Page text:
Semantics Slide 24 Semantics Ø Thematic Roles assignment - Thematic roles are assigned to NPs based on their position within the sentence. Typically, verbs and prepositions assign thematic roles. Ø VERBS: Assign the agent role to its subject NP; Assign theme role to its complement NP (Both are optional) ØPREPOSITIONS: Assign a thematic role (the specific one depends on the preposition) to its complement NP ØThematic roles are assigned at deep structure. What did the students throw? has the deep structure The students threw what - The verb threw assigns the agent role to the students and theme role to what. What retains this role even after Move changes its position in the structure.

Semantics Slide Semantics 25 Semantics Ø Thematic Roles assignment IP I' NP VP N'

Semantics Slide Semantics 25 Semantics Ø Thematic Roles assignment IP I' NP VP N' V' NP N' Det N The students I +Pst V threw <ag, th> Det N the textbook

Semantics Slide Semantics 26 Semantics Ø Thematic Roles assignment IP I' NP VP N'

Semantics Slide Semantics 26 Semantics Ø Thematic Roles assignment IP I' NP VP N' V' NP N' Det N The students I +Pst V N threw what <ag, th>

Semantics Slide Semantics 27 CP NP N' Exercise 12 C' C +Q IP I'

Semantics Slide Semantics 27 CP NP N' Exercise 12 C' C +Q IP I' NP VP N' I +Pst V' NP N' N What theme Det did the agent N students I +Pst V N t throw t

Semantics Slide 28 Semantics Pragmatics Ø Pragmatics - the study of meaning as it

Semantics Slide 28 Semantics Pragmatics Ø Pragmatics - the study of meaning as it relates to speaker’s and addressee’s background attitudes and beliefs, their understanding of the context in which a sentence is uttered, and their knowledge of how language can be used to inform, persuade, mislead, etc. Ø Focuses on utterances - sentences that are spoken within a given context (the same sentence spoken 2 different times is 2 different utterances - why? )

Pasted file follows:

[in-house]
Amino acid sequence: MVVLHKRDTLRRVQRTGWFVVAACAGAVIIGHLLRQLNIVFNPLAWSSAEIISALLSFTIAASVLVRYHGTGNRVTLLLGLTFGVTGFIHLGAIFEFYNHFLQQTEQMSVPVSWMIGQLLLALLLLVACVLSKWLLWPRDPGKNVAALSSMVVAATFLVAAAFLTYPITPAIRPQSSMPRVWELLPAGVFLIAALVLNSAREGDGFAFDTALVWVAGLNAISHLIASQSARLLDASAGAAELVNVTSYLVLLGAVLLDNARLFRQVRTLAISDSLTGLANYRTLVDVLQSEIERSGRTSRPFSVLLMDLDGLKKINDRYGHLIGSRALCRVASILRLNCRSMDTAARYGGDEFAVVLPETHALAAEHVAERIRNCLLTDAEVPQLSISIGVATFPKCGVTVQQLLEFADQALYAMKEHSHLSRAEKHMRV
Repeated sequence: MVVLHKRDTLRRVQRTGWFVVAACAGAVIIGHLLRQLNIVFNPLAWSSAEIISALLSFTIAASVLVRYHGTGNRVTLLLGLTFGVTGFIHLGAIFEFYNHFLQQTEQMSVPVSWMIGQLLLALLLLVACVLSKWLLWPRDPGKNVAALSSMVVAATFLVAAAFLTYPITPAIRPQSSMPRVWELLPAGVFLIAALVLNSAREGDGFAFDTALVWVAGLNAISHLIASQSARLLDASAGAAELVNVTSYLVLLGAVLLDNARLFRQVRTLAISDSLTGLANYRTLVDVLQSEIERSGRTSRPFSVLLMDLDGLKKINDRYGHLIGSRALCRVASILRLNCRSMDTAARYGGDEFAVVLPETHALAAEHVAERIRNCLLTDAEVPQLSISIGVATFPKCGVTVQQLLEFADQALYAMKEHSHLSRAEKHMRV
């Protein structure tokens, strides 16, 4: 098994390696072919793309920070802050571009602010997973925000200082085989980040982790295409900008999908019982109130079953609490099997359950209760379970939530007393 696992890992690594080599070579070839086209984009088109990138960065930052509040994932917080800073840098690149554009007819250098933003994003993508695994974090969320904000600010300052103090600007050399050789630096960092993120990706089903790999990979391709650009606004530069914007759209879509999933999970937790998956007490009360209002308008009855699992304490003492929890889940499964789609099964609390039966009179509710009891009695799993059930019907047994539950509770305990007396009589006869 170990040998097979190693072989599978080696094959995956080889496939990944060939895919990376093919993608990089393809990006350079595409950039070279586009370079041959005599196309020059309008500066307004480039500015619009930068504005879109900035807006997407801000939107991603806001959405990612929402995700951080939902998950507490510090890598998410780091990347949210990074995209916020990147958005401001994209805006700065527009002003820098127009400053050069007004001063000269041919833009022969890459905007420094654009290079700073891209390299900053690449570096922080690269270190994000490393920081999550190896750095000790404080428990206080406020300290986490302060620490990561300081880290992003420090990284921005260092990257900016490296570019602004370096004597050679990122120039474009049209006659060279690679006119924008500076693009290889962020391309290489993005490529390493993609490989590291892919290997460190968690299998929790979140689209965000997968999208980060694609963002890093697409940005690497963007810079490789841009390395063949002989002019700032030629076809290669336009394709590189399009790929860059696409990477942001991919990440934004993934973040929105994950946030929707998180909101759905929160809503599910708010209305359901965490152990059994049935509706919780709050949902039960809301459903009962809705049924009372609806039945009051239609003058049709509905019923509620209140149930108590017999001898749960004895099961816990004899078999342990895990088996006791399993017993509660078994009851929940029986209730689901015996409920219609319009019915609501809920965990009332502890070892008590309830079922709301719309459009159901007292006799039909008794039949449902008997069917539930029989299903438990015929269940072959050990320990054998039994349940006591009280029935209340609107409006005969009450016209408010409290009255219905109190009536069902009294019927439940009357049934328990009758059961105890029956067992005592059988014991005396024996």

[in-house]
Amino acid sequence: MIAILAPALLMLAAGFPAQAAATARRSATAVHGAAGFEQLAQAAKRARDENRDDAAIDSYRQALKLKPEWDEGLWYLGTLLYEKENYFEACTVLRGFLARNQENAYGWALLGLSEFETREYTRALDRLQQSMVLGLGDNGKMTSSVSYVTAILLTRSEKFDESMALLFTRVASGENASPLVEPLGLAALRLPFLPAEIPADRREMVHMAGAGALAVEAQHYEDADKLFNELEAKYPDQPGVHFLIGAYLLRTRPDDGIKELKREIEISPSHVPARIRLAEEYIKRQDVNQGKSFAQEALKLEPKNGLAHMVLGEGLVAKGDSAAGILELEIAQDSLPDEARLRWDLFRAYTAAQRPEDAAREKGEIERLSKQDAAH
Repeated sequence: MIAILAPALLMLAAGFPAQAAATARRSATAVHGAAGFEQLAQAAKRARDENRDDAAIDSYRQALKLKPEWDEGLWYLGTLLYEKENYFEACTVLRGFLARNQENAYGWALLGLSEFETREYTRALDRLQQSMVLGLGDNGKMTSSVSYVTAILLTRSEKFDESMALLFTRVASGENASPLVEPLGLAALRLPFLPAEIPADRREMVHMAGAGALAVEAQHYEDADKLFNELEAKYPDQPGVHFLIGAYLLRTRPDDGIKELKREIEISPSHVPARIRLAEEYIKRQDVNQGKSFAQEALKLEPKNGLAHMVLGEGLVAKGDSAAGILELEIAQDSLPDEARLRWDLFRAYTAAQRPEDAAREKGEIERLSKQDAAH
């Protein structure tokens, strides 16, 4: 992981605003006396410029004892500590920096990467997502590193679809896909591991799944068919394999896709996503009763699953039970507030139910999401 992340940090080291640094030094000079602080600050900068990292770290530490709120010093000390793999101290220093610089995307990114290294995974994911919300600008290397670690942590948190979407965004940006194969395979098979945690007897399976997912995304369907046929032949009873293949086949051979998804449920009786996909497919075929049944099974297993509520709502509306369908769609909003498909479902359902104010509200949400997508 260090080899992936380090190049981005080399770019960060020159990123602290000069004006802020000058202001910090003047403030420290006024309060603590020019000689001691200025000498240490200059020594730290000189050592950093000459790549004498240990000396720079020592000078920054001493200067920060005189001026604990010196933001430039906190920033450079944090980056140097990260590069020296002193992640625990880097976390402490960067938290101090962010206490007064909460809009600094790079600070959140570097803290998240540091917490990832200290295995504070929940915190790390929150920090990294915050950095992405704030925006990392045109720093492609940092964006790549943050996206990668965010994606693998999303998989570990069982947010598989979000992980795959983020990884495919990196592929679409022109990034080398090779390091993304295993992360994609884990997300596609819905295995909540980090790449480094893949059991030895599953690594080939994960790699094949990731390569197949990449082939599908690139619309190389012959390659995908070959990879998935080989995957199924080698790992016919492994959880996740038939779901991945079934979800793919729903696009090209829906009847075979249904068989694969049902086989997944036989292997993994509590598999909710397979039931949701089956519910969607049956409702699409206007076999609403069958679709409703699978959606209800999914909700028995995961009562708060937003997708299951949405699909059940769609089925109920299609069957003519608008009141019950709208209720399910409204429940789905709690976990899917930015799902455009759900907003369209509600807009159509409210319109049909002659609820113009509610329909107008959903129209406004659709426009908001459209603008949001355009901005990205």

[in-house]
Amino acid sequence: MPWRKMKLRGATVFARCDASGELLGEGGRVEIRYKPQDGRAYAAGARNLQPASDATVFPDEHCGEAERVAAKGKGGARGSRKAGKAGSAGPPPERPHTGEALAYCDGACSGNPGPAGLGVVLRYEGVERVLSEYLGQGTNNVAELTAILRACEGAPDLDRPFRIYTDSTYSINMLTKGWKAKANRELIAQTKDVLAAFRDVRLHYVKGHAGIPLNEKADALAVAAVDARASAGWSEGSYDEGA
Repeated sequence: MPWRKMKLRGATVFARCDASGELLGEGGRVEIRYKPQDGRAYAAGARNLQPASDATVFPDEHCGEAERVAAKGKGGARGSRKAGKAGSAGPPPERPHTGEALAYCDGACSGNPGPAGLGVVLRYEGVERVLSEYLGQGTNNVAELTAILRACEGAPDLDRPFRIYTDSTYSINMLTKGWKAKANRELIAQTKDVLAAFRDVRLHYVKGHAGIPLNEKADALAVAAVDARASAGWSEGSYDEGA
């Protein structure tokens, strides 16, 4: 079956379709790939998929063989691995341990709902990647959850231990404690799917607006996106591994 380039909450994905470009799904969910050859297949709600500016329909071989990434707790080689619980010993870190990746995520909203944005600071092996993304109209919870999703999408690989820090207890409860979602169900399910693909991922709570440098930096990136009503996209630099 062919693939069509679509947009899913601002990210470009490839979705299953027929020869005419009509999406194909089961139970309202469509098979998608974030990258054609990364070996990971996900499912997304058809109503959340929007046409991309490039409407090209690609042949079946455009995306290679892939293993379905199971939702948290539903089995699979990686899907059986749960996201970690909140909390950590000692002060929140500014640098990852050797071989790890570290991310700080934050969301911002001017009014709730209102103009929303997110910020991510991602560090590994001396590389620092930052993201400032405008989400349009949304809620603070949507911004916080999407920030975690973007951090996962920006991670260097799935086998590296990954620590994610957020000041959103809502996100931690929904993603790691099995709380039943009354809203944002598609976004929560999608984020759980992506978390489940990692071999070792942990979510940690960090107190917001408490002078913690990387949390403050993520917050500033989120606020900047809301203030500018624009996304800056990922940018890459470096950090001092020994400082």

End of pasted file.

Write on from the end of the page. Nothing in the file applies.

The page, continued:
Semantics Slide 29 Semantics Pragmatics ØBeliefs and attitudes ØThe city council denied the demonstrators

Semantics Slide 29 Semantics Pragmatics ØBeliefs and attitudes ØThe city council denied the demonstrators a permit because they advocated violence ØThe city council denied the demonstrators a permit because they abhorred violence ØThe architect gave the secretary a raise after she typed the report. ØA man and his son were in a car accident and rushed to the hospital. When the boy arrived, the surgeon declared, “That’s my son. I cannot operate on him!” Who is the surgeon?

Semantics Slide 30 Semantics Pragmatics ØPresupposition - the assumption or belief implied by the

Semantics Slide 30 Semantics Pragmatics ØPresupposition - the assumption or belief implied by the use of a particular word. ØJohn admitted/believed that the soccer team had cheated. ØPresupposition cannot be canceled out if the opposite of the event is true. ØJohn admitted that the soccer team had cheated, but the team had not cheated VS. John believed that the soccer team had cheated, but the team had not cheated. Øadmitted presupposes that the team had in fact cheated, whereas believed does not

Semantics Practice 31 Semantics Pragmatics Practice Ø Presupposition - the assumption or belief implied